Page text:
Alcohol and Crime: Behavioral Aspects
Types Of Offenses
A common generalization about the role of alcohol in different types of crimes is that alcohol more often accompanies violent crime against people than property crime, but these findings are inconsistent (Collins and Messerschmidt; Graham, Schmidt, and Gillis). For example, a 1998 study of alcohol and crime produced by the U.S. Bureau of Justice Statistics showed that similar proportions of convicted offenders in state prisons had been drinking when they committed violent offenses (37.5 percent) or property offenses (31.8 percent) (Greenfeld). In samples of people who are arrested for crimes, however, there are larger differences in alcohol involvement in violent versus property crime (Wiley and Weisner).
Alcohol involvement in different kinds of crimes may involve different mechanisms. For example, although robbery involves premeditated violence, it is usually thought to be qualitatively different from the violence that typically occurs as a result of interpersonal conflict (Collins and Messerschmidt). And indeed, studies of offenders show that the percentage of alcohol involvement tends to be lower in robberies than in homicide and assault (Greenfeld). In property offenses, some offenders may drink to steady their nerves before committing the crime; thus, the motivation for the crime is independent of drinking (Collins, 1991). Drinking may even be a deterrent to professional property crime because it leads to unreliability, creating a barrier to admission to crime partnerships (Cordilia).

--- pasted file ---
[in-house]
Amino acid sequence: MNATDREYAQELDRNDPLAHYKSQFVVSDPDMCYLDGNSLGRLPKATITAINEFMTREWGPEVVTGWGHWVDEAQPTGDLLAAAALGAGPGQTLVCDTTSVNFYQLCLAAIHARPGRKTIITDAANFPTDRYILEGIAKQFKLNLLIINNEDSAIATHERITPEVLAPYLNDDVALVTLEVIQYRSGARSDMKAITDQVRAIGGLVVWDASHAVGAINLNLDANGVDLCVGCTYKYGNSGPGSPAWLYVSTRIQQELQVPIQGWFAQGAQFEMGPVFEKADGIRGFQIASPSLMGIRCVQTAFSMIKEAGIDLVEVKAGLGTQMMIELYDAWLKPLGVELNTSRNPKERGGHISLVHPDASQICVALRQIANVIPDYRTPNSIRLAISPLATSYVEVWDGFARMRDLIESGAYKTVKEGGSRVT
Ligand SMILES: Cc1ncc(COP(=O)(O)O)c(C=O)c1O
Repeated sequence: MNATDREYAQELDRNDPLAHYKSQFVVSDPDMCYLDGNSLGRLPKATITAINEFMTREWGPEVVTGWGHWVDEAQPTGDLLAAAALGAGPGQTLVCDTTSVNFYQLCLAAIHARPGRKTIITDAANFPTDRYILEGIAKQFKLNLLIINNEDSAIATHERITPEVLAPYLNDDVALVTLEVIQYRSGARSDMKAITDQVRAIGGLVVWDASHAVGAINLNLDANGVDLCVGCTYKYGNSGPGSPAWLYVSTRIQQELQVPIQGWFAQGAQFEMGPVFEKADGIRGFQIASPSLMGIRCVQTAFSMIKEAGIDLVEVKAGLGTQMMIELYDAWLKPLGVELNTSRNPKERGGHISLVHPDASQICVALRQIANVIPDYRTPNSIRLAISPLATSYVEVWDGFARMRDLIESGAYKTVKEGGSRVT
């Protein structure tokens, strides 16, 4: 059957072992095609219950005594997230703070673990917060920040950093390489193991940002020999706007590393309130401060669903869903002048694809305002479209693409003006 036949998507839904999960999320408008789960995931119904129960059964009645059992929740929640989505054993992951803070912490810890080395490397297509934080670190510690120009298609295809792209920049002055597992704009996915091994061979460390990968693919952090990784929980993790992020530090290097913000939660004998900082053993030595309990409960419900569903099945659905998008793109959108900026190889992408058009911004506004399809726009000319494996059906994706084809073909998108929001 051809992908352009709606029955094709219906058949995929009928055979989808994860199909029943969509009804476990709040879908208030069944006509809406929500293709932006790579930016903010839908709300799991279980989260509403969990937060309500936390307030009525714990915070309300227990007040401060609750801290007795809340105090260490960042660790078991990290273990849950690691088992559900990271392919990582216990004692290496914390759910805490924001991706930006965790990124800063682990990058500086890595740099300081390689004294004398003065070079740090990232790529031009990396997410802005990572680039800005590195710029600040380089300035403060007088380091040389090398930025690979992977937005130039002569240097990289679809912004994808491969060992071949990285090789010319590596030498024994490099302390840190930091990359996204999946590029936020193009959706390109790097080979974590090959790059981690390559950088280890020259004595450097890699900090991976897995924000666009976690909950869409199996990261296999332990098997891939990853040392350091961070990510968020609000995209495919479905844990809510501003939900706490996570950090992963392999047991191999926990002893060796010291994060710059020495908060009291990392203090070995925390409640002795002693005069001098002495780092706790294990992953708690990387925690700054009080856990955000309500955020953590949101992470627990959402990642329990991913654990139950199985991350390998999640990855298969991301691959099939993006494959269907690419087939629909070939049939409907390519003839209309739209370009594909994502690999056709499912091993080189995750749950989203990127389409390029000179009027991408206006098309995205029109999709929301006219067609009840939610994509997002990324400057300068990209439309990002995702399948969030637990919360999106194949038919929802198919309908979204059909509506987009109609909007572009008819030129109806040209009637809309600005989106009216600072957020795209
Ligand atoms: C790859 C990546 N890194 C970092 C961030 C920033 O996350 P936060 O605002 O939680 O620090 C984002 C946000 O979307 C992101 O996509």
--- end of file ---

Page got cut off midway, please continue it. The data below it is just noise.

- Alcohol and Crime: Behavioral Aspects - Biases In Studies Of Events
- Alcohol and Crime: Behavioral Aspects - Studies Of Criminal Events
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